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'Prosperity Porn' Gives Britain's Super Wealthy Too Much of an Easy Ride

Shows like Benefits Street and Skint provoked outrage from viewers. Why haven't all the recent shows about the UK's financial elite sparked the same kind of reactions?

by Frankie Miren
09 January 2015, 2:20pm

A screen shot from Rich, Russian and Living in London

Chances are you're reading this at work. Perhaps you're sitting in your own private office with a sweeping view of the city, stretching back in your Eames, reaching for the 30-year-old Laphroaig and cackling over the 10k you've made since lunchtime.

If, on the other hand, your job is a bit shit – or if you don't have one at all – you should know that the reason for this lies squarely on your piss-lazy shoulders; you're just not trying hard enough.

Or so our Conservative overlords would have us believe. Most recently, Tory councillor Mark Winn enlightened us with his view that food banks are only used by "those with drug, alcohol and mental health problems".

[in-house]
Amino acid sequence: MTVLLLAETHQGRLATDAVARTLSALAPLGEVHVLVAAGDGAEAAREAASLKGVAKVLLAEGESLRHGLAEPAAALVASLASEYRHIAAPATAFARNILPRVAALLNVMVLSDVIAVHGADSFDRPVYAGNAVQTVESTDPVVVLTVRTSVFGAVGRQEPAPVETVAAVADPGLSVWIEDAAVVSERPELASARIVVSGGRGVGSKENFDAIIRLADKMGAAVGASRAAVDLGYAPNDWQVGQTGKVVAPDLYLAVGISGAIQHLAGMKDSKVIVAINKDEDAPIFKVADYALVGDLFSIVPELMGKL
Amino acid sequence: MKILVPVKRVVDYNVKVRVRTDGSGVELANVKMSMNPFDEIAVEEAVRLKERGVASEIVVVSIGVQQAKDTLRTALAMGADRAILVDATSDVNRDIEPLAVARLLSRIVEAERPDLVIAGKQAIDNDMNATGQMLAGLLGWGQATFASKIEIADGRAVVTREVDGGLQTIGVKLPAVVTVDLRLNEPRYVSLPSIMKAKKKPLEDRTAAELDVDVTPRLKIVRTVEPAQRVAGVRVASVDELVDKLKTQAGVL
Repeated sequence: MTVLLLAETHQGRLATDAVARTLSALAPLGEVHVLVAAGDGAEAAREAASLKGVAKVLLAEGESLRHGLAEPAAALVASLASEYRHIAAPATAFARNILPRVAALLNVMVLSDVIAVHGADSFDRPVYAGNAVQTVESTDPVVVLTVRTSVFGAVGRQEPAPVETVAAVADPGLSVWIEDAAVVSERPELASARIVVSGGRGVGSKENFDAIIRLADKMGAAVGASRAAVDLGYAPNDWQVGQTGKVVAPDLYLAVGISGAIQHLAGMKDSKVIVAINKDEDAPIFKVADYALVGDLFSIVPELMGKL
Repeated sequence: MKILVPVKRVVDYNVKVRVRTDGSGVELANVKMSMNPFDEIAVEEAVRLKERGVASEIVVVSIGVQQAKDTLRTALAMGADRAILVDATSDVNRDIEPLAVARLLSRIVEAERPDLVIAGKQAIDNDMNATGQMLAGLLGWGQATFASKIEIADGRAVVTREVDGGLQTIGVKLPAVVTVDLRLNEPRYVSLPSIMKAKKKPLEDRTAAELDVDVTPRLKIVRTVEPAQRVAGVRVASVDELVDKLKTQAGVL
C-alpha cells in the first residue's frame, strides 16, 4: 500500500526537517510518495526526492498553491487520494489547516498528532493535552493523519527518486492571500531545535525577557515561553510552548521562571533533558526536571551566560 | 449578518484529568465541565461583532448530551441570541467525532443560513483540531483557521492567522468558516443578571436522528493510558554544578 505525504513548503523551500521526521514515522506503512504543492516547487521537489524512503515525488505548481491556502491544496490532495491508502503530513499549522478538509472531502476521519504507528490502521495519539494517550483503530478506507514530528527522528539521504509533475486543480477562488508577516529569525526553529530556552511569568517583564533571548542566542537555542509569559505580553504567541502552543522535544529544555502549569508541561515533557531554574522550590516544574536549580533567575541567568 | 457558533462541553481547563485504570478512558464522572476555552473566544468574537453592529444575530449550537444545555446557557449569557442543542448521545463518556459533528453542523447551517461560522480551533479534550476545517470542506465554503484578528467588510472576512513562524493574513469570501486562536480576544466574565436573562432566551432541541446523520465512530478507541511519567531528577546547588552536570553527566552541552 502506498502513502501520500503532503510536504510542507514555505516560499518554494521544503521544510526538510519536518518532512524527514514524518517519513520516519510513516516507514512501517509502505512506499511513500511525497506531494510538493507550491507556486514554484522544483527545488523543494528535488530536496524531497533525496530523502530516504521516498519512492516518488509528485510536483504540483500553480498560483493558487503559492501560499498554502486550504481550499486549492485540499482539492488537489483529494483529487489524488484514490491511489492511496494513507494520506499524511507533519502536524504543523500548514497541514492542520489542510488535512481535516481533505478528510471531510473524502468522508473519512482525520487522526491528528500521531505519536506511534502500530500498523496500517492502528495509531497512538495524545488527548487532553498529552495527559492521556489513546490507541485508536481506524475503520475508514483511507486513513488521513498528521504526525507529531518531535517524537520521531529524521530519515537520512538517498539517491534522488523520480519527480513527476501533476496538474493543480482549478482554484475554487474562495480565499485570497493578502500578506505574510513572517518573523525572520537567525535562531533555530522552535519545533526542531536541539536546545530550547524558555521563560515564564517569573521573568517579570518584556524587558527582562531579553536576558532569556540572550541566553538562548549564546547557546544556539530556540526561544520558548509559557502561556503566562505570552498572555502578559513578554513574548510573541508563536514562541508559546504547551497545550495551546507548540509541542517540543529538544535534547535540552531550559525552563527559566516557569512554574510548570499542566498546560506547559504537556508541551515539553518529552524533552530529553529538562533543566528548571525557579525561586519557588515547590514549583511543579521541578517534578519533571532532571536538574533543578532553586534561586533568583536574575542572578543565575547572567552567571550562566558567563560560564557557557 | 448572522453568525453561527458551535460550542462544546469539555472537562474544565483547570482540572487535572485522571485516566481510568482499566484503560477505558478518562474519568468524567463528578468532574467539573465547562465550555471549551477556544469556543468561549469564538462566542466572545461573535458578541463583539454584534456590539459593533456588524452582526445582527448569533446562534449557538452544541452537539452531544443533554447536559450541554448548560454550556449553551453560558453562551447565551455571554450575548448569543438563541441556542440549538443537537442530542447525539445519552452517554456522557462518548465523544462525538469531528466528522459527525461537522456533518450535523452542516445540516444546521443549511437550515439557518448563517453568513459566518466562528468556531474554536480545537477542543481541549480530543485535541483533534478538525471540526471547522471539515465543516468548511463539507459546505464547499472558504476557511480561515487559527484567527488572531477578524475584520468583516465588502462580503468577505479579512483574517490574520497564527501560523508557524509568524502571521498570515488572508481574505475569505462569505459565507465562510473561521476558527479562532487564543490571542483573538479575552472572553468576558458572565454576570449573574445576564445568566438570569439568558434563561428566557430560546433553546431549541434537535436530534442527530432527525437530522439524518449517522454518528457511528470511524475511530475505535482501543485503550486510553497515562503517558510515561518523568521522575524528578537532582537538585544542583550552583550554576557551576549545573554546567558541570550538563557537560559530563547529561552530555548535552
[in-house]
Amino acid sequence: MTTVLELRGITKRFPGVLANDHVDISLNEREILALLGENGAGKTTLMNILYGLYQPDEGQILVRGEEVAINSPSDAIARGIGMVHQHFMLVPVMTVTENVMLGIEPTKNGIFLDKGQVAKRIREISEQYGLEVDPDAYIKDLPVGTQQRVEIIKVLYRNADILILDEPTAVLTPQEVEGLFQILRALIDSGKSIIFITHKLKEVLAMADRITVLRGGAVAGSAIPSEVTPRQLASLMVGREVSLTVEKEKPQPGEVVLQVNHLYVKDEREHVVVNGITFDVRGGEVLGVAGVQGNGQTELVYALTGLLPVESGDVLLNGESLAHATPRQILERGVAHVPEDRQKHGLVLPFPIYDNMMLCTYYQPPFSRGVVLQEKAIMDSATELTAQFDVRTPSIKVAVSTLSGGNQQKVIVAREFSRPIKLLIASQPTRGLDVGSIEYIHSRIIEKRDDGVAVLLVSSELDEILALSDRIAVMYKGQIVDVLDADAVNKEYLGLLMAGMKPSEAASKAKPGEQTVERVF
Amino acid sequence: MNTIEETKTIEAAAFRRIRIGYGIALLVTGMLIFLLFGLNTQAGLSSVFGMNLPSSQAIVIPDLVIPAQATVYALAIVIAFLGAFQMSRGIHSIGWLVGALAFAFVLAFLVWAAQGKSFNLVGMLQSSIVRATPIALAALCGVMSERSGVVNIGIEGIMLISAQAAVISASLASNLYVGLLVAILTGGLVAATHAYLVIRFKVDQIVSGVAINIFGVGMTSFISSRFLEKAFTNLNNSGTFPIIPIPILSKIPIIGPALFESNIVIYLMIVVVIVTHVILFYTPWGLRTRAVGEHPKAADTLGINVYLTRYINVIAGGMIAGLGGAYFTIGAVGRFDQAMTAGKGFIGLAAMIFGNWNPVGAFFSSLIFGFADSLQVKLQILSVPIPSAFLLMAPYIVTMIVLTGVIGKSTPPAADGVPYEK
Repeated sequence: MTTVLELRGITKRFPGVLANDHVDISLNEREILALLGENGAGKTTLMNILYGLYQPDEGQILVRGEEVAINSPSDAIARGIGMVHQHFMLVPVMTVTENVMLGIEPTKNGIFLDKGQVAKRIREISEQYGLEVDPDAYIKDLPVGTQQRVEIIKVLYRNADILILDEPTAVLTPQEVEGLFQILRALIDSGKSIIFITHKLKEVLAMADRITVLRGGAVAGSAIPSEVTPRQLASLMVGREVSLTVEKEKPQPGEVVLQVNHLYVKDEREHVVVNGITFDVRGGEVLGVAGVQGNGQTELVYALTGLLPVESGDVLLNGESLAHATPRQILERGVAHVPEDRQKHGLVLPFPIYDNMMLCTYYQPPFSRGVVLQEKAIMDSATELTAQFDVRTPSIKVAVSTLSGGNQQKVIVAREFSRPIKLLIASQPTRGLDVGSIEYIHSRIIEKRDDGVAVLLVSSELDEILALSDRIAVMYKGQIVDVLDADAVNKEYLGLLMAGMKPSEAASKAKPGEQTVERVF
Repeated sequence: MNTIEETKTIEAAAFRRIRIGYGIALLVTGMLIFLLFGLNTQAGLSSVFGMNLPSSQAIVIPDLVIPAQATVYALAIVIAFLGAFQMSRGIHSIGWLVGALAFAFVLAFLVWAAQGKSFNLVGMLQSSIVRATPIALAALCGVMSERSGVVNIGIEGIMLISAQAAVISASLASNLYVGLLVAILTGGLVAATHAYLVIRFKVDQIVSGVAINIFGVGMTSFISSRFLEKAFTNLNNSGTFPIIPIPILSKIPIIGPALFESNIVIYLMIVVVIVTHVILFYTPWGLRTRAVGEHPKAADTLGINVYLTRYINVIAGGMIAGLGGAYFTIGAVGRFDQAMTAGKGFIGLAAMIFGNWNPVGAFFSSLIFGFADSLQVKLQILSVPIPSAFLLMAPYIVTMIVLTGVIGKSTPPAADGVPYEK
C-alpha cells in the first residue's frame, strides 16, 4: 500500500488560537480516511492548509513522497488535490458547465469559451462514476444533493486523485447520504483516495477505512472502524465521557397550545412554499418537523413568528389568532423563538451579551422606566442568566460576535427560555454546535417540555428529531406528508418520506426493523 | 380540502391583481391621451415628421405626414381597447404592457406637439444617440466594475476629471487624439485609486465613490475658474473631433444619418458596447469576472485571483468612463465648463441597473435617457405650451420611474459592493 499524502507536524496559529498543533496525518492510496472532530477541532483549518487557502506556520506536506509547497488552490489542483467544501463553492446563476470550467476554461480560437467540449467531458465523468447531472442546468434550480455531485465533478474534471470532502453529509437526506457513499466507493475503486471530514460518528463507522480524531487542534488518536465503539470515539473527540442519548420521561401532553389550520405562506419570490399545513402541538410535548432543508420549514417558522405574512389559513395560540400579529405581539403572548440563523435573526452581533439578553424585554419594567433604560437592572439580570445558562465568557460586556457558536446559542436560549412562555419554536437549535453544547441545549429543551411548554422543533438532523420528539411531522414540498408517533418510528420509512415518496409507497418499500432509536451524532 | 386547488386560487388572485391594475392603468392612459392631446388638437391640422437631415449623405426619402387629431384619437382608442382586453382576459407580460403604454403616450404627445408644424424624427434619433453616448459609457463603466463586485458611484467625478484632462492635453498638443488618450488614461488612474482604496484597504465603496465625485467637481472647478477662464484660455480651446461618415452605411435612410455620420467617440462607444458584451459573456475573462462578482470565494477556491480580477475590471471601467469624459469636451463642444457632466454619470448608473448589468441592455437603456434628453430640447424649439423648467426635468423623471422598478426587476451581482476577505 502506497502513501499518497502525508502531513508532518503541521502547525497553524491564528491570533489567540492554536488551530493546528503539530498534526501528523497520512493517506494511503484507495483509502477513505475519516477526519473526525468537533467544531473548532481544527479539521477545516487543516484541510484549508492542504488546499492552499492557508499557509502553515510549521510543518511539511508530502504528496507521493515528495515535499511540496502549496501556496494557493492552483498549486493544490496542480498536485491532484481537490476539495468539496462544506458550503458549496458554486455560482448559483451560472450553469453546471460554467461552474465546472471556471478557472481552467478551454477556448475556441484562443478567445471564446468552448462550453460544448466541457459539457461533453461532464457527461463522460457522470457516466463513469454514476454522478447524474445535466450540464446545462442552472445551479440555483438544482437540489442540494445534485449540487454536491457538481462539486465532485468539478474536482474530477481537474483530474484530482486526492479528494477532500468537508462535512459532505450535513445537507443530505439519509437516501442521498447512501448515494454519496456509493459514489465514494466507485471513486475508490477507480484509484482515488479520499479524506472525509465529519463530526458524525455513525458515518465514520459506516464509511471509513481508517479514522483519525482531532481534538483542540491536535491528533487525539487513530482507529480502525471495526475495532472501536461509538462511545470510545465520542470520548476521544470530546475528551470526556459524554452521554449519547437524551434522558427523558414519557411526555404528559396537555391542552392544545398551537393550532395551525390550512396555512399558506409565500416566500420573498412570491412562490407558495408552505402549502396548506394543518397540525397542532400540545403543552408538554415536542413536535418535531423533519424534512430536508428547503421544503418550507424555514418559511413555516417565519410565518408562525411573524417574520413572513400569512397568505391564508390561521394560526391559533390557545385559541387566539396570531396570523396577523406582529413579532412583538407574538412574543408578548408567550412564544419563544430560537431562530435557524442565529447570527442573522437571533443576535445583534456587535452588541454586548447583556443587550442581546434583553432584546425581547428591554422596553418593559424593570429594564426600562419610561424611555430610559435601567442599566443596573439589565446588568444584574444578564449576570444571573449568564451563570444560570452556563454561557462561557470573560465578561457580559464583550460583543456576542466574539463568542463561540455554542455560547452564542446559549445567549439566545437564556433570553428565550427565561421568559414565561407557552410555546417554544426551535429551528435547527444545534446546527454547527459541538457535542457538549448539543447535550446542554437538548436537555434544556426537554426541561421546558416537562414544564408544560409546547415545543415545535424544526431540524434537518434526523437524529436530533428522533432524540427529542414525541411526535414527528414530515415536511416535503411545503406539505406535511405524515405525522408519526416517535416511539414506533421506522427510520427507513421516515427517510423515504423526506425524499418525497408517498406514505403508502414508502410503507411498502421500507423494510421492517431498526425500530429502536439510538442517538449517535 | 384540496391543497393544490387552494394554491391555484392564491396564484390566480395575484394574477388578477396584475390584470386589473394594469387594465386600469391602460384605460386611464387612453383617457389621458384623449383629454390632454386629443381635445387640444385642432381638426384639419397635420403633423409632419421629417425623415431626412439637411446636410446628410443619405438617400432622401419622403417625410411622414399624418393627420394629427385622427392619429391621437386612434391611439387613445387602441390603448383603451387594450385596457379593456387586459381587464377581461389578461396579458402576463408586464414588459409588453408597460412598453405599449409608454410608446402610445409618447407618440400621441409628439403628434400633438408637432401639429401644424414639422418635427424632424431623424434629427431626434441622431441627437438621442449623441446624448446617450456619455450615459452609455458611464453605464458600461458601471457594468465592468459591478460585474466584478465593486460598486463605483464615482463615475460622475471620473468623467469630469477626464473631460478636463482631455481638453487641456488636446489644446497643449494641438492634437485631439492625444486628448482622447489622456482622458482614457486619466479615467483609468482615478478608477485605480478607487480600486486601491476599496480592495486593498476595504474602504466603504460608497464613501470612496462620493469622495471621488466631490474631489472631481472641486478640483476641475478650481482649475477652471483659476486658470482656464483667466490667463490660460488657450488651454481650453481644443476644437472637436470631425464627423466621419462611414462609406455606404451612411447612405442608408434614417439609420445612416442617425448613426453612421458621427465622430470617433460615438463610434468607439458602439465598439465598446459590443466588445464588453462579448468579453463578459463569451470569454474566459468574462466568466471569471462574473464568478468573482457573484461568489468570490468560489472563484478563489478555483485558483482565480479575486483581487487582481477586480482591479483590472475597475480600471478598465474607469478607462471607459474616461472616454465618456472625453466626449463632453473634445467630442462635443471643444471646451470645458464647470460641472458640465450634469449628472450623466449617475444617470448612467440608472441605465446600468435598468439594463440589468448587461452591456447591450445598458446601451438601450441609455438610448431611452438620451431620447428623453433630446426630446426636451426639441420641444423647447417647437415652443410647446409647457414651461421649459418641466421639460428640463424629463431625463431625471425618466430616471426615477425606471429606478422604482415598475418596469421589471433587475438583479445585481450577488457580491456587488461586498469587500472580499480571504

He echoes Baroness Anne Jenkin, who reckons poor people just don't know how to cook. Bo-Jo would presumably agree, having claimed that the state should favour the 2 percent of the population with an IQ over 130, comparing those with a low IQ to the manky powdery stuff at the bottom of a cornflakes packet.

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The financial elite, and those whose policies allow them to keep burning banknotes, continue to thrive. Worse, their existence seems to be accepted as an ineradicable fact of British life.

This tired "the rich will be rich" mentality has been bolstered by the recent spate of prosperity porn about the super wealthy. Within the last few weeks, the BBC has broadcast Posh People: Inside Tatler; Rich, Russian and Living in London; and Billionaire's Paradise: Inside Necker Island – all shows that gave those at the top of Boris's financial cornflake packet a remarkably easy ride.

Last night, the first part of Jacques Peretti's documentary, The Super-Rich and Us, was a welcome change from the sycophantism. Focusing on the fact that Britain is the world's most sought-after tax haven, Peretti – along with several prominent economists – neatly skewered the Thatcherite idea that wealth "trickles-down".